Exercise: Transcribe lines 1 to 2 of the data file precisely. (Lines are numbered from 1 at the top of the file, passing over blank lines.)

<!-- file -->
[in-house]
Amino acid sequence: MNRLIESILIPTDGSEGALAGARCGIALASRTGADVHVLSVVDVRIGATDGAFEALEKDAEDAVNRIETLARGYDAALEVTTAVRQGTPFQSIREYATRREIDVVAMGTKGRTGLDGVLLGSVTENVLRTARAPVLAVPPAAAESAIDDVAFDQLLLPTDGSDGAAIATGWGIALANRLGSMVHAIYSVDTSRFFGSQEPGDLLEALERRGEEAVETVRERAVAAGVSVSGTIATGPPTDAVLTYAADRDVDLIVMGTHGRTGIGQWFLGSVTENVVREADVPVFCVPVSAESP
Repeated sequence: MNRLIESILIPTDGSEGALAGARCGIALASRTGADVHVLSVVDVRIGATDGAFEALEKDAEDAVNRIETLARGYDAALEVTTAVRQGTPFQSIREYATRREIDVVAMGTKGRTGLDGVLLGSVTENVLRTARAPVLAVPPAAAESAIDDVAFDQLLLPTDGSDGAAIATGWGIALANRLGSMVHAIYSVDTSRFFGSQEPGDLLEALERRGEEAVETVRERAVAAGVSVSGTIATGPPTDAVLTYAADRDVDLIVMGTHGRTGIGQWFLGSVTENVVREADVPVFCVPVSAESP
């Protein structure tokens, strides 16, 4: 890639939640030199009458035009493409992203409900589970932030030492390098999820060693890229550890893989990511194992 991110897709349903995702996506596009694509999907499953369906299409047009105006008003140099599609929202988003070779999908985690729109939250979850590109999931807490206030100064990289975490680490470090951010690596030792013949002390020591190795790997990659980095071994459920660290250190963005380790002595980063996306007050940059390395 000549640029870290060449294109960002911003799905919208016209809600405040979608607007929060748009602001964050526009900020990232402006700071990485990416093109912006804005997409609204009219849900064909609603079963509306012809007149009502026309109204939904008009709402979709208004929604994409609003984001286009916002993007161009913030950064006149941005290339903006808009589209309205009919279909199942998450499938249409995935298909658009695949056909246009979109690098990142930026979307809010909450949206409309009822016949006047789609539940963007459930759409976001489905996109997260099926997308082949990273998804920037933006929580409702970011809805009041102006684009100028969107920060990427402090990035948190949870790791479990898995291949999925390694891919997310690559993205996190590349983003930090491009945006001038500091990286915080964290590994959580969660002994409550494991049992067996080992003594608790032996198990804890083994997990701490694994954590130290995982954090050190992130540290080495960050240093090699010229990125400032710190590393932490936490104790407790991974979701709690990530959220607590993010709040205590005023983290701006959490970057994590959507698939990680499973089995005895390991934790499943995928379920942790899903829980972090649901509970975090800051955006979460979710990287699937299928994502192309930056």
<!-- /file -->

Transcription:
[in-house]
Amino acid sequence: MNRLIESILIPTDGSEGALAGARCGIALASRTGADVHVLSVVDVRIGATDGAFEALEKDAEDAVNRIETLARGYDAALEVTTAVRQGTPFQSIREYATRREIDVVAMGTKGRTGLDGVLLGSVTENVLRTARAPVLAVPPAAAESAIDDVAFDQLLLPTDGSDGAAIATGWGIALANRLGSMVHAIYSVDTSRFFGSQEPGDLLEALERRGEEAVETVRERAVAAGVSVSGTIATGPPTDAVLTYAADRDVDLIVMGTHGRTGIGQWFLGSVTENVVREADVPVFCVPVSAESP